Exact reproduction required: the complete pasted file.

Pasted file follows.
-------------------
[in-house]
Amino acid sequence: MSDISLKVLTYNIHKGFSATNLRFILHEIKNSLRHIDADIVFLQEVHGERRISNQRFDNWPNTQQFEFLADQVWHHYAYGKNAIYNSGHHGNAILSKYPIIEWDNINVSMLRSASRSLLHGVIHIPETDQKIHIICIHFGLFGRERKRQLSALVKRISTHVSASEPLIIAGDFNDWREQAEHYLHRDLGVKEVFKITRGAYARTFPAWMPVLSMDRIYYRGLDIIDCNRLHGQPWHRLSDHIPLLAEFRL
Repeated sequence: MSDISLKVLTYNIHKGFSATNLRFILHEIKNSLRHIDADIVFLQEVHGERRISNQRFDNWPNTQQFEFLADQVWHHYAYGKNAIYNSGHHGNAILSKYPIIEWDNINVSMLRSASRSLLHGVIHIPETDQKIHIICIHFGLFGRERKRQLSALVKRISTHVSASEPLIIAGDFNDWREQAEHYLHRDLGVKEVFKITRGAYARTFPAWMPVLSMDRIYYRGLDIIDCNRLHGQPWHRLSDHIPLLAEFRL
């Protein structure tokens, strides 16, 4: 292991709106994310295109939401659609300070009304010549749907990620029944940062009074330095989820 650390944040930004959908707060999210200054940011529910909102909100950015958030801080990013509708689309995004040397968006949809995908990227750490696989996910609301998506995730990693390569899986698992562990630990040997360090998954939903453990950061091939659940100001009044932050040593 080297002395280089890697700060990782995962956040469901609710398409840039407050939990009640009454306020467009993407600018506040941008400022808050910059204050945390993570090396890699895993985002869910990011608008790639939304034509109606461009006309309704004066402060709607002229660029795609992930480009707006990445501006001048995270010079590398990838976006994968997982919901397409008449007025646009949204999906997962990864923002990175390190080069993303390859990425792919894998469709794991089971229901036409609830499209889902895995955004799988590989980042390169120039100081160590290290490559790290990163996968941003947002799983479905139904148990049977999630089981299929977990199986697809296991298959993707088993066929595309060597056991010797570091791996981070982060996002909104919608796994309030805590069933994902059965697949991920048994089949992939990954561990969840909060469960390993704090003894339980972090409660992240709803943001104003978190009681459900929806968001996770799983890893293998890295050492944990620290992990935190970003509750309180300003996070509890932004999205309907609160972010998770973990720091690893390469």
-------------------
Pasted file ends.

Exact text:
[in-house]
Amino acid sequence: MSDISLKVLTYNIHKGFSATNLRFILHEIKNSLRHIDADIVFLQEVHGERRISNQRFDNWPNTQQFEFLADQVWHHYAYGKNAIYNSGHHGNAILSKYPIIEWDNINVSMLRSASRSLLHGVIHIPETDQKIHIICIHFGLFGRERKRQLSALVKRISTHVSASEPLIIAGDFNDWREQAEHYLHRDLGVKEVFKITRGAYARTFPAWMPVLSMDRIYYRGLDIIDCNRLHGQPWHRLSDHIPLLAEFRL
Repeated sequence: MSDISLKVLTYNIHKGFSATNLRFILHEIKNSLRHIDADIVFLQEVHGERRISNQRFDNWPNTQQFEFLADQVWHHYAYGKNAIYNSGHHGNAILSKYPIIEWDNINVSMLRSASRSLLHGVIHIPETDQKIHIICIHFGLFGRERKRQLSALVKRISTHVSASEPLIIAGDFNDWREQAEHYLHRDLGVKEVFKITRGAYARTFPAWMPVLSMDRIYYRGLDIIDCNRLHGQPWHRLSDHIPLLAEFRL
């Protein structure tokens, strides 16, 4: 292991709106994310295109939401659609300070009304010549749907990620029944940062009074330095989820 650390944040930004959908707060999210200054940011529910909102909100950015958030801080990013509708689309995004040397968006949809995908990227750490696989996910609301998506995730990693390569899986698992562990630990040997360090998954939903453990950061091939659940100001009044932050040593 080297002395280089890697700060990782995962956040469901609710398409840039407050939990009640009454306020467009993407600018506040941008400022808050910059204050945390993570090396890699895993985002869910990011608008790639939304034509109606461009006309309704004066402060709607002229660029795609992930480009707006990445501006001048995270010079590398990838976006994968997982919901397409008449007025646009949204999906997962990864923002990175390190080069993303390859990425792919894998469709794991089971229901036409609830499209889902895995955004799988590989980042390169120039100081160590290290490559790290990163996968941003947002799983479905139904148990049977999630089981299929977990199986697809296991298959993707088993066929595309060597056991010797570091791996981070982060996002909104919608796994309030805590069933994902059965697949991920048994089949992939990954561990969840909060469960390993704090003894339980972090409660992240709803943001104003978190009681459900929806968001996770799983890893293998890295050492944990620290992990935190970003509750309180300003996070509890932004999205309907609160972010998770973990720091690893390469």